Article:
When operating a bar, there are many factors that require attention, time and money. Without a clear plan of action, it is easy to waste valuable resources. Luckily, Jason Williams, Creative Director at Proof & Company, has created a 20 pillar plan that can help bar owners and operators succeed.
Williams, who also heads the company’s bar and drink consultancy, Proof Creative, spoke to us at the Bloody Big Drinks Summit in October.
In this, Williams passed on some of the crucial knowledge he and his team have gained over more than a century of shared experience. Williams and his team identified three pillars as the most vital, prioritizing them above all else.
- The conceptual pillar
According to Williams, this is the most important pillar of all. âDefining a compelling concept should be the starting point for launching a bar. This will lead to all other creative and business decisions, âsaid Williams.
Although the word “concept” may sound abstract, for Williams the concept of a bar is not esoteric and is defined by two things. The first is âa pragmatic description of what the business is and the customer experienceâ – is it a lounge, cafe or cocktail bar?
The second is the creation of a story or a theme. Proof Creative calls this story âthe golden threadâ – a clear concept that runs throughout the bar.
Without a clear concept, a bar and a business can stray from their original purpose, jeopardizing the business model and investment.
Williams pointed out that the Swillhouse Group owns and executes high quality concepts, referring specifically to Baxter’s Inn, in Sydney’s CBD, and the Shady Pines Saloon in Darlinghurst.
- Pillar offering drinks
It may seem obvious that drinks are crucial to a bar’s success, but for Williams this mainstay cannot be overstated in its importance.
âA thoughtful, creative and engaging beverage offering is at the heart of a bar’s business model,â said Williams.
House drinks, cocktail menus and exclusive services must go hand in hand with the bar concept, helping patrons to experience the bar’s âgolden threadâ.
Williams gives specific examples of how a beverage offering can enhance and reinforce a bar’s theme for customers:
âA cocktail menu with a unique concept and story, which extends the theme of the placeâ¦ A style of house cocktailsâ¦ a list of spirits, with a selection of specialties to highlight the expertise or the interests of the team .
Balance is crucial. Beverage selections need to work commercially, while attracting and intriguing guests, Williams says. Bar owners shouldn’t overlook brand partnership opportunities when developing a drink list.
A selection of drinks can be used to enhance the central theme of a bar, while developing a sense of occasion for patrons. Williams gives the example of the Melbourne Supper Club. Although renowned for its wine list, this place gave Williams and his friends a sense of occasion with their thoughtful range of dark spirits.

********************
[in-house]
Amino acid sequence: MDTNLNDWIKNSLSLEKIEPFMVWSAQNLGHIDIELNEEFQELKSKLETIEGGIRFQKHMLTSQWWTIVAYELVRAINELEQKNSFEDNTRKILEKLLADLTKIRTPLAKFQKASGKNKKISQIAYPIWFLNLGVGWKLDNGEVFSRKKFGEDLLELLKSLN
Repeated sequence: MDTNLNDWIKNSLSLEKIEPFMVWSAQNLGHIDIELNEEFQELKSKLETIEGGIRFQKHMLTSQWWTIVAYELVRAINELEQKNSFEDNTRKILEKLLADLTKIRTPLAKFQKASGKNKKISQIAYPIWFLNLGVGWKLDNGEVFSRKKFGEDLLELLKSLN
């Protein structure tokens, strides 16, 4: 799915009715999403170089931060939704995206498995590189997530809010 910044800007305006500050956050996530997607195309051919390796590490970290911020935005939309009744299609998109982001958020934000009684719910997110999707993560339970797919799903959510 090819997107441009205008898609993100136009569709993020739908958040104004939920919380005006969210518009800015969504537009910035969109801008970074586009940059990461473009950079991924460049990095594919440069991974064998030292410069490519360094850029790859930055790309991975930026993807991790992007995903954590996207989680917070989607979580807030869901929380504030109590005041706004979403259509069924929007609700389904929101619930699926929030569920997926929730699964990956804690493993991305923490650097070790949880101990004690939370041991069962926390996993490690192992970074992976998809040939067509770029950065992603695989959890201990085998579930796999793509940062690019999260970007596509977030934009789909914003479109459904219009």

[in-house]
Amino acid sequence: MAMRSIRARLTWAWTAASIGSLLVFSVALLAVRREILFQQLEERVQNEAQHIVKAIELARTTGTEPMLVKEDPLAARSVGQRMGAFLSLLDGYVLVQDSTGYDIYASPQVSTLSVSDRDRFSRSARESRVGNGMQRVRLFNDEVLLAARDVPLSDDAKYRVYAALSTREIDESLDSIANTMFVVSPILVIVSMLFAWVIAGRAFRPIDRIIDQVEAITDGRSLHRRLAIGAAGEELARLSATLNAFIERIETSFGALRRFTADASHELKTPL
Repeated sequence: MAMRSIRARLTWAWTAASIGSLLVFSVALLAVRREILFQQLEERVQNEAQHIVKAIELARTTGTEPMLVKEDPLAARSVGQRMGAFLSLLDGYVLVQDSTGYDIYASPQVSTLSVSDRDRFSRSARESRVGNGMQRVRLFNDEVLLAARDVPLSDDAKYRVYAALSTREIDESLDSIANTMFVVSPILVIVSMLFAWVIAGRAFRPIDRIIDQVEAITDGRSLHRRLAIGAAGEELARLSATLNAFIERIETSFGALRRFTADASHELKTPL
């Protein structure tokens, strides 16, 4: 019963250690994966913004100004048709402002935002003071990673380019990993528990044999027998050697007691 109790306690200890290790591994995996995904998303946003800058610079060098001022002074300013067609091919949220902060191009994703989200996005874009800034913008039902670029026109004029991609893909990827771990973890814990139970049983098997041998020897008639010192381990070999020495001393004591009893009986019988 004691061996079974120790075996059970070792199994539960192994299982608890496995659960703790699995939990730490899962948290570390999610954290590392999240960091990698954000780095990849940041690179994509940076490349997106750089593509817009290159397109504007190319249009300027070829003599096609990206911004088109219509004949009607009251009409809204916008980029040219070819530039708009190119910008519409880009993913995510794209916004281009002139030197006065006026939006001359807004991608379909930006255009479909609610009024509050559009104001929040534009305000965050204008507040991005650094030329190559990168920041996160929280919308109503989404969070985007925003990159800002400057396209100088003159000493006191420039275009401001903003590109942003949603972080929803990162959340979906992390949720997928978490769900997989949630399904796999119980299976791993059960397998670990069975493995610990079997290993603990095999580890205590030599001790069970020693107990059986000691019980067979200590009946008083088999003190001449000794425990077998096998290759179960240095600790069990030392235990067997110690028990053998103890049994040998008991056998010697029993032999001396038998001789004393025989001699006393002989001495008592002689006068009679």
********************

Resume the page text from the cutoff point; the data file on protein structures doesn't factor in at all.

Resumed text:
- Programming pillar
Nothing to do with computers, Williams defines programming as an “organized activity in the place” – not just events, but the daily rituals that keep the bar running and on track, while retaining its sense of identity. .
Events are also a crucial part of this pillar, with Williams leading the example of liquor and wine clubs, alongside industry and consumer masterclasses.
The third aspect of this pillar is entertainment, with live music, art, and suggested performances.
Williams highlights Maybe Sammy, a cocktail bar in Sydney’s The Rocks district, as an example of a bar with great programming. “The premise is pretty simple, but really fun,” Williams says, continuing, “The concept is a 1950s Las Vegas hotel bar, but without the hotel.”
âIf someone had the pleasure of having a drink there, they would attest to the success of the concept.
Williams illustrates how the concept relates to the bar program: âThere is playfulness, there is arrogance, there is a certain sense of spectacle. And there are silly games, there are bubbles, there are costumes, and there are choreographed dancers. Everything may seem frivolous, but everyone is talking about it and everyone wants to go back to have that experience.
As always, and as Williams shows, word of mouth marketing and repetition of the custom are essential to the success of sites.
Proof Creative is now its own agency model and has a team of five senior bar consultants in Australia, New Zealand, South East Asia and China. Proof Creative works on everything from developing and opening individual bars to continental drink programs and everything in between.
The full discussion, which includes an overview of Proof Creative’s 20 pillars of bar consulting, plus more case studies, new concepts, and place examples, can be found here.
This conversation is part of the Scream Bloody Big Drinks Summit, which contains over 70 presentations, panels and speeches. Tickets giving you full access to the summit cost just $ 249, but some free hospitality-related sessions are available for free.